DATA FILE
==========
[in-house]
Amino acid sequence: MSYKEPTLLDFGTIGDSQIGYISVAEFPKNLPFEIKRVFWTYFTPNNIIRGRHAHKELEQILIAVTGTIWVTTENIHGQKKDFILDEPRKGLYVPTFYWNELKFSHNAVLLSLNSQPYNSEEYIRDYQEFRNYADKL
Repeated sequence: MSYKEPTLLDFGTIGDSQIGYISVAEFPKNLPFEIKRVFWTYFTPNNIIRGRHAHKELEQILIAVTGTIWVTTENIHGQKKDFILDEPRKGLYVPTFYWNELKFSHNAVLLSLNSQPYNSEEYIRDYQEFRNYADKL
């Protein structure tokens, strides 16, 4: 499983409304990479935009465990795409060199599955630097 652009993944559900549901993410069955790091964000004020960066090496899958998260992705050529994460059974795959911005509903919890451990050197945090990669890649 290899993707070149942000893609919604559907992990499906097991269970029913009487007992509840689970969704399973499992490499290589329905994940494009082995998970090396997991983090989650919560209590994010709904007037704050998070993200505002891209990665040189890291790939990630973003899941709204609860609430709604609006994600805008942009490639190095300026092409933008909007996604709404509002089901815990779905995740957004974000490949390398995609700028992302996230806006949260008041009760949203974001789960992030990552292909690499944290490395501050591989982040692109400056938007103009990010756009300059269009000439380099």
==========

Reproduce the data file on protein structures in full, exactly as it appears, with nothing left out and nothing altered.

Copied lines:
[in-house]
Amino acid sequence: MSYKEPTLLDFGTIGDSQIGYISVAEFPKNLPFEIKRVFWTYFTPNNIIRGRHAHKELEQILIAVTGTIWVTTENIHGQKKDFILDEPRKGLYVPTFYWNELKFSHNAVLLSLNSQPYNSEEYIRDYQEFRNYADKL
Repeated sequence: MSYKEPTLLDFGTIGDSQIGYISVAEFPKNLPFEIKRVFWTYFTPNNIIRGRHAHKELEQILIAVTGTIWVTTENIHGQKKDFILDEPRKGLYVPTFYWNELKFSHNAVLLSLNSQPYNSEEYIRDYQEFRNYADKL
């Protein structure tokens, strides 16, 4: 499983409304990479935009465990795409060199599955630097 652009993944559900549901993410069955790091964000004020960066090496899958998260992705050529994460059974795959911005509903919890451990050197945090990669890649 290899993707070149942000893609919604559907992990499906097991269970029913009487007992509840689970969704399973499992490499290589329905994940494009082995998970090396997991983090989650919560209590994010709904007037704050998070993200505002891209990665040189890291790939990630973003899941709204609860609430709604609006994600805008942009490639190095300026092409933008909007996604709404509002089901815990779905995740957004974000490949390398995609700028992302996230806006949260008041009760949203974001789960992030990552292909690499944290490395501050591989982040692109400056938007103009990010756009300059269009000439380099």